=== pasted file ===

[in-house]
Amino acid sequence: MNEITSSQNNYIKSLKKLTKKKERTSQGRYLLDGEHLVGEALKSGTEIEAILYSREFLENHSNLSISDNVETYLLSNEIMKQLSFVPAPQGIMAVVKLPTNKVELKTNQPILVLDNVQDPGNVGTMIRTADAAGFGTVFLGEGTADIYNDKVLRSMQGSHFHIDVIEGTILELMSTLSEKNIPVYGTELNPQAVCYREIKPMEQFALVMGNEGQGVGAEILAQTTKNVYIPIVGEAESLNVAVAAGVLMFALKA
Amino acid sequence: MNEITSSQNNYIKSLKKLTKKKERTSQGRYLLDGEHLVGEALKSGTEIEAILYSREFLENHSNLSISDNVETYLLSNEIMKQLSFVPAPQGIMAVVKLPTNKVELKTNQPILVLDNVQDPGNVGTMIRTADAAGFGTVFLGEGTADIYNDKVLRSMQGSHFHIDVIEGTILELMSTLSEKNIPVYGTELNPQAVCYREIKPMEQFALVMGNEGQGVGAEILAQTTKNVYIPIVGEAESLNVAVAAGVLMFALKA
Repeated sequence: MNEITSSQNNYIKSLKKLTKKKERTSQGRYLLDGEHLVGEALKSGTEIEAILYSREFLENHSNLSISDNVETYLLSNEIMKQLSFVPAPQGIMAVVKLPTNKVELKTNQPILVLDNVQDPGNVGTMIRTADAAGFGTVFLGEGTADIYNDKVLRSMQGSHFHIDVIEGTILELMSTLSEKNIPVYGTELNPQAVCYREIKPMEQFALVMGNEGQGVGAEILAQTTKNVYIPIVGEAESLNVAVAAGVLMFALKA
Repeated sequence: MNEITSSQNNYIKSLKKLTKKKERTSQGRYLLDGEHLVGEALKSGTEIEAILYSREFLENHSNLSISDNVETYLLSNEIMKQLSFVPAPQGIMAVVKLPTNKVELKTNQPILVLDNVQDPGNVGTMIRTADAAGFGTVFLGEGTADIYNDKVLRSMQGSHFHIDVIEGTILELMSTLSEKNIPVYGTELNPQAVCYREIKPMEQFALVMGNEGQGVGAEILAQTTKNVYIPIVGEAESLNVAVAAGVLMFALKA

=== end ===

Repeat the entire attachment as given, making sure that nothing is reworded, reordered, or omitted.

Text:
[in-house]
Amino acid sequence: MNEITSSQNNYIKSLKKLTKKKERTSQGRYLLDGEHLVGEALKSGTEIEAILYSREFLENHSNLSISDNVETYLLSNEIMKQLSFVPAPQGIMAVVKLPTNKVELKTNQPILVLDNVQDPGNVGTMIRTADAAGFGTVFLGEGTADIYNDKVLRSMQGSHFHIDVIEGTILELMSTLSEKNIPVYGTELNPQAVCYREIKPMEQFALVMGNEGQGVGAEILAQTTKNVYIPIVGEAESLNVAVAAGVLMFALKA
Amino acid sequence: MNEITSSQNNYIKSLKKLTKKKERTSQGRYLLDGEHLVGEALKSGTEIEAILYSREFLENHSNLSISDNVETYLLSNEIMKQLSFVPAPQGIMAVVKLPTNKVELKTNQPILVLDNVQDPGNVGTMIRTADAAGFGTVFLGEGTADIYNDKVLRSMQGSHFHIDVIEGTILELMSTLSEKNIPVYGTELNPQAVCYREIKPMEQFALVMGNEGQGVGAEILAQTTKNVYIPIVGEAESLNVAVAAGVLMFALKA
Repeated sequence: MNEITSSQNNYIKSLKKLTKKKERTSQGRYLLDGEHLVGEALKSGTEIEAILYSREFLENHSNLSISDNVETYLLSNEIMKQLSFVPAPQGIMAVVKLPTNKVELKTNQPILVLDNVQDPGNVGTMIRTADAAGFGTVFLGEGTADIYNDKVLRSMQGSHFHIDVIEGTILELMSTLSEKNIPVYGTELNPQAVCYREIKPMEQFALVMGNEGQGVGAEILAQTTKNVYIPIVGEAESLNVAVAAGVLMFALKA
Repeated sequence: MNEITSSQNNYIKSLKKLTKKKERTSQGRYLLDGEHLVGEALKSGTEIEAILYSREFLENHSNLSISDNVETYLLSNEIMKQLSFVPAPQGIMAVVKLPTNKVELKTNQPILVLDNVQDPGNVGTMIRTADAAGFGTVFLGEGTADIYNDKVLRSMQGSHFHIDVIEGTILELMSTLSEKNIPVYGTELNPQAVCYREIKPMEQFALVMGNEGQGVGAEILAQTTKNVYIPIVGEAESLNVAVAAGVLMFALKA